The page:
Despite high electricity prices, Norway has exported less electricity so far this year than the average for the last ten years. – The cynical approach among producers, I don’t think I will find it, says Knut Lockert at Distriktsenergi.
The price of electricity in southern Norway is unusually high and has been above one krone per kilowatt hour for most of September, ahead of grid rental, tariffs and surcharges to power companies, according to the exchange of Nord Pool electricity.
In the comment and comment field to E24, readers express concern that Norway exports too much electricity and that the water reservoirs are draining too much.
But electricity exports so far this year are not unusually high.
Since the new year, net exports have been below the average for the last ten years, according to figures taken by network operator Statnett’s E24.
Norway has exported a net 10.8 terawatt hours (TWh) from January to the end of August. The exchange varies greatly from year to year, but the average for the last ten years is a net export of 11.1 TWh.
– Exports in 2021 have been quite normal, I would say. Exports so far this year are at the same level as last year, when electricity prices were at an all-time low, while prices are now at a record high, says communications director Henrik Glette at Statnett a E24.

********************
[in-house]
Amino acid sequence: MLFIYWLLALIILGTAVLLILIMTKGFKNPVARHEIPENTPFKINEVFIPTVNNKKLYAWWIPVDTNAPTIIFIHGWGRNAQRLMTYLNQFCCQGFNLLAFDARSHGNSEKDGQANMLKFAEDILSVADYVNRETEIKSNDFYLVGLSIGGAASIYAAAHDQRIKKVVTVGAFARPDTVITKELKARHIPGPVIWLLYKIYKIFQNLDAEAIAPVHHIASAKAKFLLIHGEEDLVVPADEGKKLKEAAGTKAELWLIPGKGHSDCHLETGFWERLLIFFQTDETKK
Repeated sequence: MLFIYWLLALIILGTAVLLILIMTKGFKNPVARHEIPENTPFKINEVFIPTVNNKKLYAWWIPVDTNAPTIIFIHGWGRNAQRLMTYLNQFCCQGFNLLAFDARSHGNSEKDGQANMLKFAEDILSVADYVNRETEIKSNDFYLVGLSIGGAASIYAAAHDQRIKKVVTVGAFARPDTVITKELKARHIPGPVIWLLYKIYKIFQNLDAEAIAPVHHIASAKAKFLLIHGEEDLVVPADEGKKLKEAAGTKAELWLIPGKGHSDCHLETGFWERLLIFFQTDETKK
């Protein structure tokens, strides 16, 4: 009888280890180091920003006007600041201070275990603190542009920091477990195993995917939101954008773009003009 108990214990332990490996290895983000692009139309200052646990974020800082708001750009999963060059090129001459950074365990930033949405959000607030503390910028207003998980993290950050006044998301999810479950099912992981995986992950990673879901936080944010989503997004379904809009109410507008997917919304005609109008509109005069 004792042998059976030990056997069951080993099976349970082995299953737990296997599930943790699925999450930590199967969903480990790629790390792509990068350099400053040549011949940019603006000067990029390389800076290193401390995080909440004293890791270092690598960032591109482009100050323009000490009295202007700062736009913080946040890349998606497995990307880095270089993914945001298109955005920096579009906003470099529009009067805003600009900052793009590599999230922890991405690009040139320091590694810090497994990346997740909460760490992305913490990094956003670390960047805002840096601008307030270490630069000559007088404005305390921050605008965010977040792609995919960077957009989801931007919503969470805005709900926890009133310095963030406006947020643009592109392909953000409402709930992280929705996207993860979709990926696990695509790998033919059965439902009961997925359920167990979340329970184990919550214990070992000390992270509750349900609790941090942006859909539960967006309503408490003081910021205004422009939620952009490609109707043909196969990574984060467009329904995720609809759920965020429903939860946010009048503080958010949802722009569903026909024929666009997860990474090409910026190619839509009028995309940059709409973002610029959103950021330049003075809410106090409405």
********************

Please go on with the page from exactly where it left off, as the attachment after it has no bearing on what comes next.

Big differences in Norway
Statnett is responsible for the operation of Norway’s 17 electrical connections to other countries, including four foreign cables to Denmark, one to the Netherlands (Norned), one to Germany (Nordlink) and one to the United Kingdom (North Sea Link). Norway also has overland power lines to Russia, Finland and Sweden.
– There are unusually high gas and coal prices in Europe, and CO2 prices have risen more than many experts had thought. It also affects electricity prices in Norway, says Glette.
There are also large price differences internally in Norway.
Norway is divided into several electricity price areas and there is limited transmission capacity between some areas. This contributes to prices in central and northern Norway currently half the price level in southern Norway.
– A weather-based system
The net export of electricity from January to August in 2021 is roughly at the same level as last year, but higher than in 2019, when Norway ended up being a net importer of electricity.